You ain’t seen nothing yet, we can win: Iceland ahead of France clash

  • Reuters, Paris
  • Updated: Jul 03, 2016 14:00 IST
Iceland players celebrate after they won the round of 16 match against England at Stade de Nice, Nice, France. (Reuters Photo)

Captain Aron Gunnarsson says Iceland will take inspiration from fellow underdogs Wales when they take on hosts France in the quarterfinals on Sunday -- and the tiny country even believe they can win Euro 2016 outright.

Iceland, with a population of just 330,000, have produced a series of astonishing displays to reach the tournament’s last eight, including a comfortable 2-1 win over England in the second round.

Wales, who are also making their European championship debut, upset Belgium 3-1 to reach the semifinals on Friday.

Asked if their performance inspired the Icelanders, midfielder Gunnarsson told reporters on Saturday: “Yes, of course. They were not the favourites to reach that far in and we weren’t either. It is a joy to watch.”

“I think Wales are a force to be reckoned with. They have a good squad of players and a togetherness and they are showing a great attitude and desire to win football matches and I think we can definitely learn from them.”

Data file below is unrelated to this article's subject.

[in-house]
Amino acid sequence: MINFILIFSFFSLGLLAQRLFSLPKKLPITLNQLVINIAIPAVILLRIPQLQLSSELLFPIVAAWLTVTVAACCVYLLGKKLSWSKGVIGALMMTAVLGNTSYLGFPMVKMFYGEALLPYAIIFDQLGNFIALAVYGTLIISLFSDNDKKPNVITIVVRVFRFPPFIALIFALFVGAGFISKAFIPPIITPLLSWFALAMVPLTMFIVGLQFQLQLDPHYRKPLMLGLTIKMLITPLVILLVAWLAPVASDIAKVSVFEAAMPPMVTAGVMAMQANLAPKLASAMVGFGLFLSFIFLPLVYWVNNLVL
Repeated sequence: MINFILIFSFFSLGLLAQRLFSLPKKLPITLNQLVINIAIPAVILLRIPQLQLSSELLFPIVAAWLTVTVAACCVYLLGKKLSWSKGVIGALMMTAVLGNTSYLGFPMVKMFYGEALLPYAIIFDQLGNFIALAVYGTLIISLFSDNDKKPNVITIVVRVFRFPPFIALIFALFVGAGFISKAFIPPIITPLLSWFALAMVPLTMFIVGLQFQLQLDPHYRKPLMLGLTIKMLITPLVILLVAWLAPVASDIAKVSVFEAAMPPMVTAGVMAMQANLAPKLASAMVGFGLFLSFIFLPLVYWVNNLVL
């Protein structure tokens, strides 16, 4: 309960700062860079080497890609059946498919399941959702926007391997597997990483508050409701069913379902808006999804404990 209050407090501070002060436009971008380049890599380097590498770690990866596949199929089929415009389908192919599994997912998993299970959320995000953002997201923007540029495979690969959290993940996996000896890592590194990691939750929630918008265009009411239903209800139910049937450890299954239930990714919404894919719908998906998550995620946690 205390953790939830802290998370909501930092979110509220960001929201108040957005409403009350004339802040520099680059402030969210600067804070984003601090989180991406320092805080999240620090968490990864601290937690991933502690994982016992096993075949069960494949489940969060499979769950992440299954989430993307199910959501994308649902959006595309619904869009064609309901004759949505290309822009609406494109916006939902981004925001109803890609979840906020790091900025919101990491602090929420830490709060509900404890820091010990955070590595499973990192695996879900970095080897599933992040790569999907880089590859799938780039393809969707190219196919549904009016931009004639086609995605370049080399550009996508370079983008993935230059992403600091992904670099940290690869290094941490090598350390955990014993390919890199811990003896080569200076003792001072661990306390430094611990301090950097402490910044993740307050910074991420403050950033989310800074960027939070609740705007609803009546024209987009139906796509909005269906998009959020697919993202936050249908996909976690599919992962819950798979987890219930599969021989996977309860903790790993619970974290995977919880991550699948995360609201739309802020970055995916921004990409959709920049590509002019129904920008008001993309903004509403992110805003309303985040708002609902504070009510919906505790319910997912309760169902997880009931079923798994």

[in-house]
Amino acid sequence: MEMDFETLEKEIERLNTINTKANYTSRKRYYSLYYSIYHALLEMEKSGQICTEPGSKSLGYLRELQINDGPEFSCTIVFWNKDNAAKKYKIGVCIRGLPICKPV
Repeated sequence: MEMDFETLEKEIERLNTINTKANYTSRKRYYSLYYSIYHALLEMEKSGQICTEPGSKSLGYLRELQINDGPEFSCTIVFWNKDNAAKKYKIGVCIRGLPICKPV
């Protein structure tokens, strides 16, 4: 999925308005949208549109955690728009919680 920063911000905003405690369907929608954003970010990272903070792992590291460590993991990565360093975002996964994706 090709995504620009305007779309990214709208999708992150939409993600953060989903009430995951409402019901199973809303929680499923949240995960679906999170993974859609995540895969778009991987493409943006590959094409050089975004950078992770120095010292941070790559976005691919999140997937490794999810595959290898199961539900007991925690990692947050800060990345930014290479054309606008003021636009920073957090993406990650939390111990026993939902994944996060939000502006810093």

Gunnarsson, who plays his club football in Wales for Cardiff City, added; “If you didn’t believe (we could win Euro 2016) we wouldn’t be here, it’s a simple answer. In this group we have fought hard to get where we are and we will keep on fighting.”

Iceland have only lost once in their last 10 competitive matches and are one of two teams, along with Wales, to have scored in all of their games at Euro 2016.

But it will take a huge effort to upset touted France. Didier Deschamps’ side are unbeaten in 11 previous matches against Iceland, winning eight of those games.

France's players attend a training session in Clairefontaine-en-Yvelines, southwest of Paris. (AFP Photo)

Iceland’s joint coach Heimir Hallgrimsson said he was under no illusions that France had the better individual players. But he felt Iceland could still show they were the better team when the two sides meet at the Stade de France.

Hallgrimsson says there is still more to come from his team.

“We are always playing the biggest game in Icelandic football history,” he said. “We are more used to it the more games we play. When we have overcome these obstacles, the next obstacles seem smaller the further we go.”

“We are a bit more relaxed in each game and have more self confidence. I keep saying we haven’t seen the best game of Iceland yet.”

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